Thank you, thank you, from the bottom of our hearts. My wife and I are overwhelmed with this amount of answers, suggestions, support, ideas, contacts, etc.
We visited the Belgium consulate ans we spent plenty of time with our lawyer. Really nice and helpful man. My impression is that he knows what he is doing. We had a meetings at his office. We also went with him to meet the Commander of the Guardia Civil. It was a bit like getting in heart of evil for me, and I was psychologically prepared to stay cool (lawyer and wife's instructions), but I must say the Commander and another officer behaved very polite (no arrogant manners like the policeman in the Marina). So I must say that helped. We also went to meet a Merchant Marine
officer (which according to the lawyer seem to be the relevant authority upon small private sailboats). He was pretty hermetic and basically kept saying that once he had all the documents he would issue produce some kind of paper (which is not expected to be good). Then our lawyer and us had a long lunch while discussing our situation is.
We came back to the internet
cafe and this is when we were totally overwhelmed. I am not really into using the internet
and had never joined any forum before nor planned to. I came across some of them now and then when searching for some sailing matter, but never really got into it. So when we sat down in the computer and saw all the answers, ideas, contacts, messages of support, etc. we were really impressed. And we can only say thank you one million times to all of you. Honestly, when we came to the internet cafe a few days ago we had no idea what our chances as new members would be to get any useful response so we joined three different forums
and placed the same repeated message. But we have been reading replies for nearly three hours, writing down contact information, ideas, suggestions, etc. It will be impossible right now to answer all of you on your names (well, actually your nicks, for most of you) but we will want to do it in the future. We have carefully gone through every single
of your messages with care and attention and have written down anything that sounded could help. Some of them seem so obvious now, but we could not realise before due to our frustration. We have printed lots of information. And we will keep deep in our hearts some of the emails you sent us. A few cynical in one particular forum (no regrets, though). Quite a few posts we don't understand, but we have printed them all eventually we will.
Many of you recommend that we do not show any kind of resentment. And that was our lawyer's advise too. He also recommends that we keep a low profile and don't make a public case out of it. He wasn't happy with the idea of us having posted in three internet forums, specially when we told him I was furious and let myself go a bit. He advised me not to disclose personal information or precise data. We have published our first names, that we had been in Benalmadena in the winter, etc. Somehow I had in the back of my mind that it was better not to mention our current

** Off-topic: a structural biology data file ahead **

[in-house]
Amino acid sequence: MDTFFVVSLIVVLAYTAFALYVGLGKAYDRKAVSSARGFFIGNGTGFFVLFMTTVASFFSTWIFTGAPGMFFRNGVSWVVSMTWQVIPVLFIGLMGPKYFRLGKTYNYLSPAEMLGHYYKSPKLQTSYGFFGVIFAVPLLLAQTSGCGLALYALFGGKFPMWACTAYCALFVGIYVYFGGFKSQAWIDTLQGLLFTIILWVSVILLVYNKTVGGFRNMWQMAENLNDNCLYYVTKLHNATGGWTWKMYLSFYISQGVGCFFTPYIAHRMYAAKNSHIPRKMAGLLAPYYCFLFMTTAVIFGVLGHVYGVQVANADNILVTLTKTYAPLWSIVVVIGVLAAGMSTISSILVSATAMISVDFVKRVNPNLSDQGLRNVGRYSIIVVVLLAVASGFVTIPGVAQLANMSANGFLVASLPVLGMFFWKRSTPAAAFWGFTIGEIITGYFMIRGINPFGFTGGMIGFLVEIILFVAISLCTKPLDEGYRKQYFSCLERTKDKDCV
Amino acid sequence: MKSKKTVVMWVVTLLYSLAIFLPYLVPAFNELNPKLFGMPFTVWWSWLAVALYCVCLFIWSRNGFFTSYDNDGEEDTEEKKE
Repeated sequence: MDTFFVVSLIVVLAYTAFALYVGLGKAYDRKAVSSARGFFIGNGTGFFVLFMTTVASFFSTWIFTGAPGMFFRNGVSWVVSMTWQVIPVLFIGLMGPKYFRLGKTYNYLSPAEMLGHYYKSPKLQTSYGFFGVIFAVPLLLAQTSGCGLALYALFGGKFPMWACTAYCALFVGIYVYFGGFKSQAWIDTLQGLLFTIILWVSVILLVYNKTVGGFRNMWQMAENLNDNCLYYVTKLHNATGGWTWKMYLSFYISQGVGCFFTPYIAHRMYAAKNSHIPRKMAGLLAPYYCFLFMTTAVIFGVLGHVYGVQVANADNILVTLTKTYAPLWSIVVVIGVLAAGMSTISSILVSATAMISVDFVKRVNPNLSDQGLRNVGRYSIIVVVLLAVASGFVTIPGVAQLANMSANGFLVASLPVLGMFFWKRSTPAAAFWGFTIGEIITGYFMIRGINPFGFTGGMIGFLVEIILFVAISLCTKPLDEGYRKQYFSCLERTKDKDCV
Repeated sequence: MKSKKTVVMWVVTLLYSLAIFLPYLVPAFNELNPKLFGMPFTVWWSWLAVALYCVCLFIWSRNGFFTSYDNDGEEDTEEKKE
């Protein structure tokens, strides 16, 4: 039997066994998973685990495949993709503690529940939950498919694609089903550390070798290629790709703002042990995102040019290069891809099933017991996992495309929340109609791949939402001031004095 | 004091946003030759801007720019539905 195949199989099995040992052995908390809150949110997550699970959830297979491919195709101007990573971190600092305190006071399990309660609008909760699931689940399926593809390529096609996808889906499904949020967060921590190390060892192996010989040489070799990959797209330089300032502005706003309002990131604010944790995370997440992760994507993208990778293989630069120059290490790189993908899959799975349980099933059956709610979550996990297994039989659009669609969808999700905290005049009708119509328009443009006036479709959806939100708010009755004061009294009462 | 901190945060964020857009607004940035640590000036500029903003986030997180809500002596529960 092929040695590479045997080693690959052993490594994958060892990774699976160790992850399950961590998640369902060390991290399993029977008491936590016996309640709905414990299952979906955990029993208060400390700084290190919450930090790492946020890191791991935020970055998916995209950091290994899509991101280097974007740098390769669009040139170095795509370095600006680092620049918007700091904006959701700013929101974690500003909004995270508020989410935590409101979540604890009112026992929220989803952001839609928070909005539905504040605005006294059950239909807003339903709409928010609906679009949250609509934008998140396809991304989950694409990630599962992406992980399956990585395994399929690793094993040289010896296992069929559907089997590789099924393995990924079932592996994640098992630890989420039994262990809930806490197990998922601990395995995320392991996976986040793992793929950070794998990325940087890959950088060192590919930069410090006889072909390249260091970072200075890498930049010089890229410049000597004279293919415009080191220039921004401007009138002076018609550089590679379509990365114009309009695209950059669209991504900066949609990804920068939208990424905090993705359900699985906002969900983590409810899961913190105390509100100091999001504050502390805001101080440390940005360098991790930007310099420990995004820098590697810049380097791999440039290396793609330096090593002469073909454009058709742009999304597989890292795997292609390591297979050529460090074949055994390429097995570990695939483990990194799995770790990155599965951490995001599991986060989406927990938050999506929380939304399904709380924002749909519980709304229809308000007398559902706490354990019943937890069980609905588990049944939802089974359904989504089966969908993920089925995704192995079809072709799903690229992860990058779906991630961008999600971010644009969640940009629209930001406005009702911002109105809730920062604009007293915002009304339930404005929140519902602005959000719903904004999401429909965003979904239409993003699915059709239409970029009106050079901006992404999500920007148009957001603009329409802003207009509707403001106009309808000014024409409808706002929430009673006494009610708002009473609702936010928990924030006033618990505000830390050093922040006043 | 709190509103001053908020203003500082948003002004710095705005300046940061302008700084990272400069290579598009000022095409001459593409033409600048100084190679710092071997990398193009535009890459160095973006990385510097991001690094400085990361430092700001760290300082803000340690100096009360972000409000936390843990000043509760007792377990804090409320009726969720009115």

situation, and the lawyer asked us to keep it this way. So, please, excuse us for not sharing some of the information publicly for now. We will eventually and will give you all the details once this nightmare is over (God hear us!!), just in case it is of some use to any of you.
In summary (saving some bits out of the advised discretion), we are, as mentioned Belgium citizens and our boat is registered in the Belgium registry. VAT is paid on our boat in Belgium, of course. We never had any tax nor legal
issues and we didn't intend to have them now. He had Benalmadena as a base for some time and had a wonderful time there and left quite some friends, mostly foreigners living there but also locals. The farewell party they made was one of the most emotional moments in our sailing retirement
It is true, as some of you point, that ignorance of the law is no excuse. I had heard this sentence before. But we all also heard that "in Rome do as the Romans do". I mean, if the law is evenly applied in a given location, you can learn what your expected behave is by observing, asking, getting around, and adapt to the expected behavior. But if a country has one of the harshest regulations
in the world but you generally allows everyone to break them, it creates a general expectation in people. Then it is unfair to sting one random victim once in a while and destroy his or her life. And this is what happened to us. When we arrived to Spain
we asked and talked to people in our similar situation. We met foreign friends who have been living in Spain
for years. We even made a Spanish friend who owns a boat here under German flag without ever having had been questioned about it by the police. We called him today on the phone